This last bit is the key. You do NOT have to make a profit on each and every auction.

It is the first round. 3 Yoko's have been sold, the 4th Yoko is on the table. In all liklihood Yoko will be the winner of the round, and therefore worth 30. Question: How much is it worth paying for that painting?

Factors I take into account:

1. In any auction, generally the painting(s) is/are worth more to the person to the left of the auctioneer than it is to the people further around the table clockwise. This is because the person to the auctioneer's immediate left gets the next sale (usually) and therefore can control where the market goes. Specifically if they buy the painting, they can control which artist gets played next. The next person clockwise finds the painting slightly less valuable as they have slightly less control over the direction of the market, and so on around the table.

2. You must take into account the type of players you are playing against. The right price to pay varies greatly if you are playing with buyers as opposed to sellers. With buyers you need to try and optimise your profit margins on paintings you buy, and it pays to buy a lot. With sellers it pays not to buy much (selectively might be a better word) and to play as many double auctions (especially later in the game) as you can.

3. Generally if a painting is going to be worth 30, and you are not buying it yourself when you are the seller, then after 15, every extra dollar you bid gives a net advantage to the seller. This is because at 15, you go -15, and the seller goes +15... i.e. the seller is now 30 ahead of you. When (or IF) you get 30 for the painting at the end of the round you and the seller are now even - both of you are at +15. However, this does not mean bidding more than 15 is a bad idea. As stated above you must make more than each of your opponents OVER THE FULL COURSE OF THE GAME.

You can buy this painting for say 20. This puts you at -20, and the seller (player A) at + 20, or 40 ahead of you. If you buy the next painting for 20 also, but off a DIFFERENT SELLER (Player B), this puts you at -40 and Player A at +20 and Player B at +20. If you then buy a third painting for 20 (Off Player C), this puts you at -60, and Players A, B and C AT +20.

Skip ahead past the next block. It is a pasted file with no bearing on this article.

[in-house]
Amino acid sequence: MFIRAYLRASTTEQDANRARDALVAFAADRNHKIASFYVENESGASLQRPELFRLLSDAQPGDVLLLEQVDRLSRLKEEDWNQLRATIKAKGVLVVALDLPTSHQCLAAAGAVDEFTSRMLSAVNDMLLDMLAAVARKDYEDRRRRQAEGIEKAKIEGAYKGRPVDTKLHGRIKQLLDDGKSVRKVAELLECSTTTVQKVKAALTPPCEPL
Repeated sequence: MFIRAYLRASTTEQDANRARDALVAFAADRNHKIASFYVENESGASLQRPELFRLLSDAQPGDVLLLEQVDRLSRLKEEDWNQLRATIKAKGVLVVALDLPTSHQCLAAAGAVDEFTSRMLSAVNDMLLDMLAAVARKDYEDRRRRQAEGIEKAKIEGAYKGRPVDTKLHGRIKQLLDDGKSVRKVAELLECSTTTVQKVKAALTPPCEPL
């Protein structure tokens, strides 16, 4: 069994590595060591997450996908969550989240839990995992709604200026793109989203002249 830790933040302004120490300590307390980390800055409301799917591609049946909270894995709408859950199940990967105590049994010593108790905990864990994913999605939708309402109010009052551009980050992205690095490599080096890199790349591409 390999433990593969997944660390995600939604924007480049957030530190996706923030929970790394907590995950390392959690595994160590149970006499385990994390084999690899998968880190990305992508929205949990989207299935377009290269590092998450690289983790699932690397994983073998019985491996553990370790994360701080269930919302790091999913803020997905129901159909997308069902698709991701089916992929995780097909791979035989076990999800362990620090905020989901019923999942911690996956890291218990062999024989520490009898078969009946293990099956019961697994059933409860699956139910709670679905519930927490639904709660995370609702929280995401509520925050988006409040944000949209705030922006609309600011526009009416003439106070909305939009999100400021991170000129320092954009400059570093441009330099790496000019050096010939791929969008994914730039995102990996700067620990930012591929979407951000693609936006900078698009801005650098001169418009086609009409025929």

If, at the end of the round, each of the paintings is worth 30, you are now at +30, while Players A, B, and C are still at +20. So you are ahead.

The lesson being that as long as you spread the sales amongst the other players, you can make an overall gain on the other players, even though you lost money on each trade relative to each seller.

It does not pay to buy the Yoko for 35 though, EVER.

If someone else is willing to pay 31, 32, 33 or 34 for the 4th Yoko, let them do so... they loose 4 on the transaction, which is the same as you gaining 4 (except that the others players experience this gain too). It is never better for you to lose 5 as opposed to having an opponent lose 4.

As noted in an ealrier reply in the thread, if this player regularly overbids (overbidding being defined as paying MORE then what the painting is worth at the end of the round) then their winning is IN SPITE of these bids, not because of them i.e. they are gaining a lot more on later sales than they are losing in this sale... they are tricking the other players into an artificially inflated market price. One way to take advantage of this is to follow this overbid by selling with a "in the hand" auction, and relying on people being spooked by the high prices into overbidding themselves...